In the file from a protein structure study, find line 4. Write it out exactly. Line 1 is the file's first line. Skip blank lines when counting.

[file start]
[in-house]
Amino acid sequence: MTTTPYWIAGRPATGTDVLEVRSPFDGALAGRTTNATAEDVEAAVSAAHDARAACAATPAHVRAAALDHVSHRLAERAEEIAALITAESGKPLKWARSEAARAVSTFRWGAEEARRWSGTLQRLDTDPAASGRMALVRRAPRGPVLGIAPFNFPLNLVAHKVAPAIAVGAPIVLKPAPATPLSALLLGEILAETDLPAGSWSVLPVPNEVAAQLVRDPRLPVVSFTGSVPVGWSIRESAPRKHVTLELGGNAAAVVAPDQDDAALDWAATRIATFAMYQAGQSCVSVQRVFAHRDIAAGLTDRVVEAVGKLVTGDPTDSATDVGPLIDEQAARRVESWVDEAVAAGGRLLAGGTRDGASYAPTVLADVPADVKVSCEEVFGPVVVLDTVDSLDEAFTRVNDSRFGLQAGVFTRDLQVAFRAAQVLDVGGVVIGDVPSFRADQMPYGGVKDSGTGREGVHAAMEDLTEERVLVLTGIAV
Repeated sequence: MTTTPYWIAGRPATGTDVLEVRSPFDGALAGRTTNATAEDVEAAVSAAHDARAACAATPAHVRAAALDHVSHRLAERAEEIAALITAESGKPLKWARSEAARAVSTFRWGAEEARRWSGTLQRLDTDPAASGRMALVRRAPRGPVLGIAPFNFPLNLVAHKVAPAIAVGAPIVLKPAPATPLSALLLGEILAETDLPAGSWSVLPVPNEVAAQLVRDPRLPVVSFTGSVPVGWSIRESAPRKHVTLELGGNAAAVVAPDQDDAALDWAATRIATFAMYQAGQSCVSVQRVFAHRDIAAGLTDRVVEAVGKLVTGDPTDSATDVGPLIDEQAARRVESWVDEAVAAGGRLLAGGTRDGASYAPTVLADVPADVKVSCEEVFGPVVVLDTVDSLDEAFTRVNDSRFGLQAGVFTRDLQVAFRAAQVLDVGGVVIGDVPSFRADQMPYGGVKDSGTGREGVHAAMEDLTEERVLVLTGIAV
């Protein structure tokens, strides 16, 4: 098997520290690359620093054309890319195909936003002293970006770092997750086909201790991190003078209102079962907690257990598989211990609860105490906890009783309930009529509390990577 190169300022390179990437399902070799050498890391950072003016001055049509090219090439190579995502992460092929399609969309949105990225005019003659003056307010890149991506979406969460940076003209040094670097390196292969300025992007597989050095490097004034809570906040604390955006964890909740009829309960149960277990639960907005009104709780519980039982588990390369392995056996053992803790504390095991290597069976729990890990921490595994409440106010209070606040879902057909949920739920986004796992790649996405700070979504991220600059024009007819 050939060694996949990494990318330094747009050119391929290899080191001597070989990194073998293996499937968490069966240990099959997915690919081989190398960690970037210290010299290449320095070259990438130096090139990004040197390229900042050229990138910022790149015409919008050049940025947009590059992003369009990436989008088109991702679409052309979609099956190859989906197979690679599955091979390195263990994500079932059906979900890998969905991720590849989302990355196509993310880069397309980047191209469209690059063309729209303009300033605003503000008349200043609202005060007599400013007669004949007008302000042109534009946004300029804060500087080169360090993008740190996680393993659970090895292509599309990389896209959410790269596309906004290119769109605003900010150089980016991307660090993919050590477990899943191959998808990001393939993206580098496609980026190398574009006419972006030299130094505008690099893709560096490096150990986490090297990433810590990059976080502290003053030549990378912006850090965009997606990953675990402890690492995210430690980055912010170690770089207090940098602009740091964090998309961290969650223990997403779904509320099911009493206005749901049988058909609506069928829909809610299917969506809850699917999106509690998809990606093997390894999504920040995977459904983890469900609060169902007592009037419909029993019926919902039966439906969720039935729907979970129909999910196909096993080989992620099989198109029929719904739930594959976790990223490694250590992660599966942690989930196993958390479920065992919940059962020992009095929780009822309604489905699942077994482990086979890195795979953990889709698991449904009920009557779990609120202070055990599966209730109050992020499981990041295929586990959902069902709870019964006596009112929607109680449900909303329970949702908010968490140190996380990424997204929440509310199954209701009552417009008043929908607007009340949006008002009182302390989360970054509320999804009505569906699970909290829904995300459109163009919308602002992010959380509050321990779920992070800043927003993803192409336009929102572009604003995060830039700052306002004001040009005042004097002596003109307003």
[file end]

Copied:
């Protein structure tokens, strides 16, 4: 098997520290690359620093054309890319195909936003002293970006770092997750086909201790991190003078209102079962907690257990598989211990609860105490906890009783309930009529509390990577 190169300022390179990437399902070799050498890391950072003016001055049509090219090439190579995502992460092929399609969309949105990225005019003659003056307010890149991506979406969460940076003209040094670097390196292969300025992007597989050095490097004034809570906040604390955006964890909740009829309960149960277990639960907005009104709780519980039982588990390369392995056996053992803790504390095991290597069976729990890990921490595994409440106010209070606040879902057909949920739920986004796992790649996405700070979504991220600059024009007819 050939060694996949990494990318330094747009050119391929290899080191001597070989990194073998293996499937968490069966240990099959997915690919081989190398960690970037210290010299290449320095070259990438130096090139990004040197390229900042050229990138910022790149015409919008050049940025947009590059992003369009990436989008088109991702679409052309979609099956190859989906197979690679599955091979390195263990994500079932059906979900890998969905991720590849989302990355196509993310880069397309980047191209469209690059063309729209303009300033605003503000008349200043609202005060007599400013007669004949007008302000042109534009946004300029804060500087080169360090993008740190996680393993659970090895292509599309990389896209959410790269596309906004290119769109605003900010150089980016991307660090993919050590477990899943191959998808990001393939993206580098496609980026190398574009006419972006030299130094505008690099893709560096490096150990986490090297990433810590990059976080502290003053030549990378912006850090965009997606990953675990402890690492995210430690980055912010170690770089207090940098602009740091964090998309961290969650223990997403779904509320099911009493206005749901049988058909609506069928829909809610299917969506809850699917999106509690998809990606093997390894999504920040995977459904983890469900609060169902007592009037419909029993019926919902039966439906969720039935729907979970129909999910196909096993080989992620099989198109029929719904739930594959976790990223490694250590992660599966942690989930196993958390479920065992919940059962020992009095929780009822309604489905699942077994482990086979890195795979953990889709698991449904009920009557779990609120202070055990599966209730109050992020499981990041295929586990959902069902709870019964006596009112929607109680449900909303329970949702908010968490140190996380990424997204929440509310199954209701009552417009008043929908607007009340949006008002009182302390989360970054509320999804009505569906699970909290829904995300459109163009919308602002992010959380509050321990779920992070800043927003993803192409336009929102572009604003995060830039700052306002004001040009005042004097002596003109307003």